• The Los Angeles Alameda Corridor

  • A general discussion about shortlines, industrials, and military railroads
A general discussion about shortlines, industrials, and military railroads

Moderator: Aa3rt

  by lpetrich
The management and the railroads that participate in the Alameda Corridor (also in Wikipedia) seem pleased enough with it to be expanding it eastward into the San Gabriel Valley.

The Alameda Corridor is a 20-mile grade-separated line between Redondo Junction (downtown LA) and Long Beach, the middle 10 miles of which is a 3-track trench. It was built in a former Southern Pacific line, and both Union Pacific and BNSF now use it. It has been credited with reducing congestion on the nearby Long Beach Freeway (I-710), and it nowadays has 46 trains per day running in it, though it went as high as 60 trains per day in 2006.

However, the exhaust from its locomotives has been troublesome for nearby residents, and the Alameda Corridor's management has considered electrifying the line.

That eastward expansion is Alameda Corridor East. It currently features a lot of grade-crossing improvements between Redondo Jct. and Pomona of UP's LA - San Bernardino (Alhambra Sub) and LA - Riverside (Los Angeles Sub) lines.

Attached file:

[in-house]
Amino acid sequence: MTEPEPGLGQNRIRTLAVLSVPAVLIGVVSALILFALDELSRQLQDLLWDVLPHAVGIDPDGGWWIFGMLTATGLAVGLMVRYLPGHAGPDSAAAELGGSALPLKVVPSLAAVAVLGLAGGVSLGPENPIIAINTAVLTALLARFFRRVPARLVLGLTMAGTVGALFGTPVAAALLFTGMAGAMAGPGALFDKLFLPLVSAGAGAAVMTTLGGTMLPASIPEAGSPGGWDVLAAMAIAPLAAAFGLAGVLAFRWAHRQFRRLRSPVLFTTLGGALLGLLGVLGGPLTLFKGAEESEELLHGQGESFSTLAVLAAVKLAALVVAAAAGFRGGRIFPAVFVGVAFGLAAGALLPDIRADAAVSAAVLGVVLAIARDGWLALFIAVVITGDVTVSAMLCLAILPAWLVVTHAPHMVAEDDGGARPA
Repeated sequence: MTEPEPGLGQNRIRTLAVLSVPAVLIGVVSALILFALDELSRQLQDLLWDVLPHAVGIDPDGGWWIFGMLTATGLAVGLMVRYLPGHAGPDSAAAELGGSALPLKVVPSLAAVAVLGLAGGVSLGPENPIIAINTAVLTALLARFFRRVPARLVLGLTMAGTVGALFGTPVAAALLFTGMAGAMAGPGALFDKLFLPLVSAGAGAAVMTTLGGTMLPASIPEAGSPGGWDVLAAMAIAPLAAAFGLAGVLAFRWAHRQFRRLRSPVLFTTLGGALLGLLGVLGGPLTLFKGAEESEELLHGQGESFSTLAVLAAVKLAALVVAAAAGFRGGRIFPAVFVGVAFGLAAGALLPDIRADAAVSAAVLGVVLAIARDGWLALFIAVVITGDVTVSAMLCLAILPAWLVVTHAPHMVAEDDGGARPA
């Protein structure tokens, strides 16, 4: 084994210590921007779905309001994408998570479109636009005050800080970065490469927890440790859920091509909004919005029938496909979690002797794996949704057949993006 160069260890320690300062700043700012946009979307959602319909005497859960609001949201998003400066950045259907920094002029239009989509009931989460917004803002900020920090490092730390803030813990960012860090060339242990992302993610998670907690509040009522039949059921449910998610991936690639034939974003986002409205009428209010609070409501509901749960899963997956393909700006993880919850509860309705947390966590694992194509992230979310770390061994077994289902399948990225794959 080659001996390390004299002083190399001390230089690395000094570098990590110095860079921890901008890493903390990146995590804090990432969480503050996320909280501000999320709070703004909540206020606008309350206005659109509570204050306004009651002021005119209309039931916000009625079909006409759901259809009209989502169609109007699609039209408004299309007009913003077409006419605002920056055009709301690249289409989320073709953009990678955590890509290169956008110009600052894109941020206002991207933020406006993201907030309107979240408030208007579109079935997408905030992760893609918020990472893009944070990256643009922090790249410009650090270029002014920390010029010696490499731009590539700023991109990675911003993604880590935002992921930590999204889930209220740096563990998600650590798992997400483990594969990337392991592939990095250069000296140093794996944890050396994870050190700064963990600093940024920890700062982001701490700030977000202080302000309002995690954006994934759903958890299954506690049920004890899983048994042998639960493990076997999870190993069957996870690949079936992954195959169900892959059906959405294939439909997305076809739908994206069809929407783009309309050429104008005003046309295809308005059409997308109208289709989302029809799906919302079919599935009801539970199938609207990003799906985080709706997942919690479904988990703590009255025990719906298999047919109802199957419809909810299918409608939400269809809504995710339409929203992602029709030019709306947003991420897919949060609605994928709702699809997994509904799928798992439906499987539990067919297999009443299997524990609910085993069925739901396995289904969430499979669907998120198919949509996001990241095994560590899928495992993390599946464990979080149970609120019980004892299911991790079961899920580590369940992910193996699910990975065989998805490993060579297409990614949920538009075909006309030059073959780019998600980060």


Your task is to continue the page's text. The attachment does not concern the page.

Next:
Many of the improvements have been rather modest ones, though surprisingly effective ones, like installing raised medians to prevent drive-arounds and coordination with nearby traffic lights to allow traffic to depart from the tracks when a train comes.

But a few streets have gotten grade separations, and the LA-SB line is due to get a trench in the town of San Gabriel between Ramona St. and San Gabriel Blvd.

There was no discussion of CA HSR plans, even though it would follow the LA - SB line.


I know that Reno has a trench for the railroad line that goes through it, but have other cities set up freight corridors analogous to the Alameda Corridor?

And I think that this thread qualifies for this forum, because the Alameda Corridor Transportation Authority has AAR reporting mark ATAX, making it qualify as a short line.